Rupert Thomson is a master storyteller. The Book of Revelation makes for a grim but mesmerising read. It tells the story of a young male dancer who is abducted from the street one day by three women who mortify him for their own sexual gratification for eighteen days before releasing him back into a world that can no longer provide any security. The erotic tension between distancing and empathy saves the novel from slipping into the murky realm of pornography or cheap titillation. And the muscular elegance of Thomson's prose ensures that the dancer’s predicament, although graphically described, is always more powerfully disturbing than it is arousing.
The work of the dancer is work that both reveals and conceals the self. Audiences must be prepared to interpret and witness the body. Thomson uses this to haunting effect in this novel, which is all about uncovering in one way or another. Uncovering the truth about what has happened; uncovering the body; uncovering the motivations for art and self-expression. There is a dark, dream-like quality to the novel, but it is a cogent dream, a dream full of narrative satisfaction. The novel is beautifully written and utterly compelling, but it does leave you feeling rather ashen. The revelations it uncovers are insights we flinch from, as though we cannot deserve what is truly beautiful.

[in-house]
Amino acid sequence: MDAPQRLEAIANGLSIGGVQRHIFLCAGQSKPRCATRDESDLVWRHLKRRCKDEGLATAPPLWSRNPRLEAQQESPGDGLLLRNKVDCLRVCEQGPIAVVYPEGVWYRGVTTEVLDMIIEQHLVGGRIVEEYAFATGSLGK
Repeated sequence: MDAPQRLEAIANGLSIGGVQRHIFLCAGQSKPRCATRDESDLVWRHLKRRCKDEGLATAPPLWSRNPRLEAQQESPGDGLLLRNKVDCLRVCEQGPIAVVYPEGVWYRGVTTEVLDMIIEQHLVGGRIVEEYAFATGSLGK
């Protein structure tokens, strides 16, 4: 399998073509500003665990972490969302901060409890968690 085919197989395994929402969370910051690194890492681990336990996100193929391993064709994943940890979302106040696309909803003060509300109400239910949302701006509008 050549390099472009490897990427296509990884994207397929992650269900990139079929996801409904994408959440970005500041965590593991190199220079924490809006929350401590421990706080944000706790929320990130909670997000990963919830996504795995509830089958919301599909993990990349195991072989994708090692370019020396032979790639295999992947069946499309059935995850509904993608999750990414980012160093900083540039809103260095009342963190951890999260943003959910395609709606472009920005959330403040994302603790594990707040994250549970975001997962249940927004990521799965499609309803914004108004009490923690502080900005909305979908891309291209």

The novel is constructed in three parts, with the middle section which details the imprisonment written in the third person, a technique which exemplifies the emotional reality of the dancer, a man profoundly and increasingly psychologically distanced from himself. This is an intriguing artistic decison which places the reader at a slight distance, so that we are encouraged to see the dancer as his captors do, as an object to be used. The dancer is no longer a person with agency and direction. For this section of the novel he is at the mercy of someone else's vision. He perceives the world, and himself, in fragments. His challenge for the rest of the novel, will be to reassemble a version of wholeness that will work.
In A Book of Revelation, Thomson prompts some profoundly unsettling questions about the nature of power, identity and society, and these are concerns that fuel all his novels.